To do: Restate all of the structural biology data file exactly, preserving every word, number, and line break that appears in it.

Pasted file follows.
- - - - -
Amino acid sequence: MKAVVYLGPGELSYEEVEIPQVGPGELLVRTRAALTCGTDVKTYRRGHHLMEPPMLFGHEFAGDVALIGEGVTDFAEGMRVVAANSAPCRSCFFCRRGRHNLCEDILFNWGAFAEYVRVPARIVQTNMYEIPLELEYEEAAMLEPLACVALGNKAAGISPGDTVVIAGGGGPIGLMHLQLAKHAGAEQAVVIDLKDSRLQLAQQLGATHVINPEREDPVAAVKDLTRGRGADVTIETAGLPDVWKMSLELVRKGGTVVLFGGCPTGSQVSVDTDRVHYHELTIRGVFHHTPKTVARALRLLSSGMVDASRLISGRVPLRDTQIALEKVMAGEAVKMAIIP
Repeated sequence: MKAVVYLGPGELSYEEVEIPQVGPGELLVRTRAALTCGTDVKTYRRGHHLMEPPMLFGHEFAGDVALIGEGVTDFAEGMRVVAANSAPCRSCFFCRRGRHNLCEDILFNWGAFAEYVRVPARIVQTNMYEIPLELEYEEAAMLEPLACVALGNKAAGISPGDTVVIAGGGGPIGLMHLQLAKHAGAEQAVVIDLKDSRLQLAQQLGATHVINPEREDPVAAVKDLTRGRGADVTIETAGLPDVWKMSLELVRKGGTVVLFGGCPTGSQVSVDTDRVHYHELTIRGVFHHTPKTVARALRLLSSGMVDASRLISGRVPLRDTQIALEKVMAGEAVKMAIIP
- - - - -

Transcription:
Amino acid sequence: MKAVVYLGPGELSYEEVEIPQVGPGELLVRTRAALTCGTDVKTYRRGHHLMEPPMLFGHEFAGDVALIGEGVTDFAEGMRVVAANSAPCRSCFFCRRGRHNLCEDILFNWGAFAEYVRVPARIVQTNMYEIPLELEYEEAAMLEPLACVALGNKAAGISPGDTVVIAGGGGPIGLMHLQLAKHAGAEQAVVIDLKDSRLQLAQQLGATHVINPEREDPVAAVKDLTRGRGADVTIETAGLPDVWKMSLELVRKGGTVVLFGGCPTGSQVSVDTDRVHYHELTIRGVFHHTPKTVARALRLLSSGMVDASRLISGRVPLRDTQIALEKVMAGEAVKMAIIP
Repeated sequence: MKAVVYLGPGELSYEEVEIPQVGPGELLVRTRAALTCGTDVKTYRRGHHLMEPPMLFGHEFAGDVALIGEGVTDFAEGMRVVAANSAPCRSCFFCRRGRHNLCEDILFNWGAFAEYVRVPARIVQTNMYEIPLELEYEEAAMLEPLACVALGNKAAGISPGDTVVIAGGGGPIGLMHLQLAKHAGAEQAVVIDLKDSRLQLAQQLGATHVINPEREDPVAAVKDLTRGRGADVTIETAGLPDVWKMSLELVRKGGTVVLFGGCPTGSQVSVDTDRVHYHELTIRGVFHHTPKTVARALRLLSSGMVDASRLISGRVPLRDTQIALEKVMAGEAVKMAIIP